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Barney Frank's retirement: Proof Dems are scared of 2012?
The liberal congressman becomes the 17th Democratic incumbent to pass on a 2012 re-election bid — compared to just seven Republicans
Rep. Barney Frank (D-Mass.) isn't running for re-election in 2012, joining 16 other Democrats who want to put the House of Representatives in their rearview mirror.
Rep. Barney Frank (D-Mass.) isn't running for re-election in 2012, joining 16 other Democrats who want to put the House of Representatives in their rearview mirror.
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ouse Minority Leader Nancy Pelosi (D-Calif.) says Democrats are aiming to regain control of the House of Representatives in 2012, but their mission is getting a lot harder. On Monday, liberal hero Rep. Barney Frank (D-Mass.) announced that he won't run for re-election, ending a colorful, 16-term career. Frank isn't alone. So far, 17 House Democrats have decided to bow out next year. Eight are going for bigger political jobs, but nine, including Frank, are simply retiring. Seven House Republicans are opting not to seek re-election, but every one of them is running for higher office. Are Democrats streaking toward the exits out of fear?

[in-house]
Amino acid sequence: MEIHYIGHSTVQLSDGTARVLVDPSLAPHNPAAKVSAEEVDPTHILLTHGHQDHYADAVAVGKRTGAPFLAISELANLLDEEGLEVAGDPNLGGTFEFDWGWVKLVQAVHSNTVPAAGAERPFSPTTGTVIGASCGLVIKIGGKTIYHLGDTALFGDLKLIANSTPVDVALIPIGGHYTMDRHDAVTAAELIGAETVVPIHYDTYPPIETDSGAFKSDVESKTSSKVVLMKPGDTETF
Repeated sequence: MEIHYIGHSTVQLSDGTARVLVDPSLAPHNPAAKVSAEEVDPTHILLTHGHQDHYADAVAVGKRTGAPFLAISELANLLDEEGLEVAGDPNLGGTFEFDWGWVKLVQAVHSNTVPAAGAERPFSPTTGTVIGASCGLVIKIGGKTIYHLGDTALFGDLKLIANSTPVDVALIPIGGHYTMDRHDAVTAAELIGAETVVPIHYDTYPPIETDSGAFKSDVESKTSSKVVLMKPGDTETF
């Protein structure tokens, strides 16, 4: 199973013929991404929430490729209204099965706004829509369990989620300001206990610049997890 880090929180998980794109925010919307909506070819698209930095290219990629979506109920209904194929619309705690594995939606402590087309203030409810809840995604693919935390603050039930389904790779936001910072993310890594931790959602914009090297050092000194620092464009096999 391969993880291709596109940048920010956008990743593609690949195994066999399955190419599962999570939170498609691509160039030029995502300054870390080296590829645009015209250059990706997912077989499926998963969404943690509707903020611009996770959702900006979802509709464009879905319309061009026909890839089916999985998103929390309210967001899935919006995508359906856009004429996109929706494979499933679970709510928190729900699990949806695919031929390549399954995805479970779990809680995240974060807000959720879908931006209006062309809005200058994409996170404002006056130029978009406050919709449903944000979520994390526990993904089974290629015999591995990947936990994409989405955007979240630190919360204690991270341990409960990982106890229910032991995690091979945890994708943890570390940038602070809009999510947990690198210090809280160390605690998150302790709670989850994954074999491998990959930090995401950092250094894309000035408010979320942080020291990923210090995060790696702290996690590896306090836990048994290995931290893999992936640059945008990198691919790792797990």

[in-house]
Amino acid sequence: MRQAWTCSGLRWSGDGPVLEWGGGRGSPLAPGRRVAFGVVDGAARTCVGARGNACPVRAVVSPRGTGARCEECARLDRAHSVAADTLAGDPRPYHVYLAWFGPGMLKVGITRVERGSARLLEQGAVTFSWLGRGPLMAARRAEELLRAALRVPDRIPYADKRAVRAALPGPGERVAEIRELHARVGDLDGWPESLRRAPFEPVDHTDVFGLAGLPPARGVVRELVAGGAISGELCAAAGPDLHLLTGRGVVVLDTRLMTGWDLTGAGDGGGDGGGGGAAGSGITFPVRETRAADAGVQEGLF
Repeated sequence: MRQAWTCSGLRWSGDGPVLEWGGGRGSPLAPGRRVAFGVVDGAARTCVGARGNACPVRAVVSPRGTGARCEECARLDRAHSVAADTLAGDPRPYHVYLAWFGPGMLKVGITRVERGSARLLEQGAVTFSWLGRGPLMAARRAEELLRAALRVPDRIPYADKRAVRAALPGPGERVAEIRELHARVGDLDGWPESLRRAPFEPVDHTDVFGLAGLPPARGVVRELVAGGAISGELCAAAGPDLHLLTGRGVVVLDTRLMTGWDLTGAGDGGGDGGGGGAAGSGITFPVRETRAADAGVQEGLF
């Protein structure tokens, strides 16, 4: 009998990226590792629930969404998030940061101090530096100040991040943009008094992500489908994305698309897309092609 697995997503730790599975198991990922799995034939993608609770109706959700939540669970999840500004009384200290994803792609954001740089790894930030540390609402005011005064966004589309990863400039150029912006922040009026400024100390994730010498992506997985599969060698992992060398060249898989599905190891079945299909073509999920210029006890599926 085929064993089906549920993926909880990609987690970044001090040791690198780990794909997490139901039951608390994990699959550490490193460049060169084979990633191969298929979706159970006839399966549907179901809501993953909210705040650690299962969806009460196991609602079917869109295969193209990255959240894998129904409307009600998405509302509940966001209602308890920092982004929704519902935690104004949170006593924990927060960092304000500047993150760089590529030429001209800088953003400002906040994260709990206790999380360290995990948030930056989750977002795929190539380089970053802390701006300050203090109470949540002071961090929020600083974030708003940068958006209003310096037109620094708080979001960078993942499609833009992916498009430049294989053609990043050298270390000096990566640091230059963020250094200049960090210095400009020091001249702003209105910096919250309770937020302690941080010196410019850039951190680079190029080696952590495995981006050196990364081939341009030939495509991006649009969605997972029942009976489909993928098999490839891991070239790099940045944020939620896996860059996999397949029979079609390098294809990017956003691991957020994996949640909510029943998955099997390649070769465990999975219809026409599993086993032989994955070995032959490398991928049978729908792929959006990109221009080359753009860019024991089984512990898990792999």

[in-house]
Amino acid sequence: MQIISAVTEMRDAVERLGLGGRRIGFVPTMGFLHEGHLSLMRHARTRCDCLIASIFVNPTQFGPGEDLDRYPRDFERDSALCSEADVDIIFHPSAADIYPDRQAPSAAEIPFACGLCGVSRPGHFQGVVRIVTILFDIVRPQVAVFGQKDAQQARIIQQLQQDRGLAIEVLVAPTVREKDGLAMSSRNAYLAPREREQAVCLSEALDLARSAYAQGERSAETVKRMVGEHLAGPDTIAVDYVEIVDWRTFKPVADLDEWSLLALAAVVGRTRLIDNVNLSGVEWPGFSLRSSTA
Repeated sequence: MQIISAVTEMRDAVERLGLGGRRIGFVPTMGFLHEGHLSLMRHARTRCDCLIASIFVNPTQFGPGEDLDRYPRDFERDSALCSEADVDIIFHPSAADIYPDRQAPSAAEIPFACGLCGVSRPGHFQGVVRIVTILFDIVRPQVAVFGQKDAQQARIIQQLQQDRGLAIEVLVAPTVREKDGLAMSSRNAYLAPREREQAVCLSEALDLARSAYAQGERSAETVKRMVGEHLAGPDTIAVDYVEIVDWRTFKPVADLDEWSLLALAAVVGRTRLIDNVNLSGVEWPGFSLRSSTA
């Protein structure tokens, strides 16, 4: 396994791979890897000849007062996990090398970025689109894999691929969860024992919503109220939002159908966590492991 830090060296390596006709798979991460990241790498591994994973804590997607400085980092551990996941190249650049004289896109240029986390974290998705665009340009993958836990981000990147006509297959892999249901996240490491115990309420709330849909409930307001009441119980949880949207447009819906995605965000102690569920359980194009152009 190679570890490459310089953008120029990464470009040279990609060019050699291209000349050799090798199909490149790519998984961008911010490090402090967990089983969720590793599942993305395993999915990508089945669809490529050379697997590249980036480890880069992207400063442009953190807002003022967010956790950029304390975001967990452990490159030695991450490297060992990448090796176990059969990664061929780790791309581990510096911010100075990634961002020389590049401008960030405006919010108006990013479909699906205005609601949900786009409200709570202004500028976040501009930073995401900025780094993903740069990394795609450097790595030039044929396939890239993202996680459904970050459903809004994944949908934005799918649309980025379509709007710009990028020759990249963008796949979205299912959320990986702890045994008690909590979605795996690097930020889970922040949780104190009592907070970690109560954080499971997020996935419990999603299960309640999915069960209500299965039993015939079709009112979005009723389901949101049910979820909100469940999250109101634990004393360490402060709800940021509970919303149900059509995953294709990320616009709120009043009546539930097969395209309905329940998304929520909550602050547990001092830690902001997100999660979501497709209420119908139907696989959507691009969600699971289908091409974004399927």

Yes. Democrats know they're in trouble: Barney Frank has "a massive amount of seniority," says Jazz Shaw at Hot Air, so he stood to gain "a lot of power and influence" if Democrats took back the House. He would "doubtless be back" if he thought Democrats could convince voters that they would do a better job than the GOP. Frank's "sudden exit" suggests that liberals, despite their bravado, "have pretty much given up hope" of winning with an unpopular President Obama topping their ticket.
"Barney Frank — exit stage left"

This doesn't prove anything... yet: "It's not quite panic time for the Democratic Congressional Campaign Committee," says Aaron Blake at The Washington Post. Nine flat-out retirements is "still far less than the exodus that generally occurs after a party loses House control," as Democrats did in last year's midterms. Democrats might indeed give up hope if the economy gets worse and "Obama's numbers continue to languish," but, for now, "the jury is very much out."
"Barney Frank's exit signals growing Democratic retirements, but not yet an avalanche"

Republicans are the ones who should be worried: Sure, many Democrats are retiring, says Celinda Lake at Politico. But new Democratic candidates will still win most of these seats. In fact, if Republicans had any sense, they'd be wishing for more retirements of their own. With the anti-incumbent fever rising this election cycle, Democrats want to run against entrenched GOP politicians "who have such an atrocious voting record and who are firmly tied to the failure of Congress."
"Barney Frank among more Dems to exit?"

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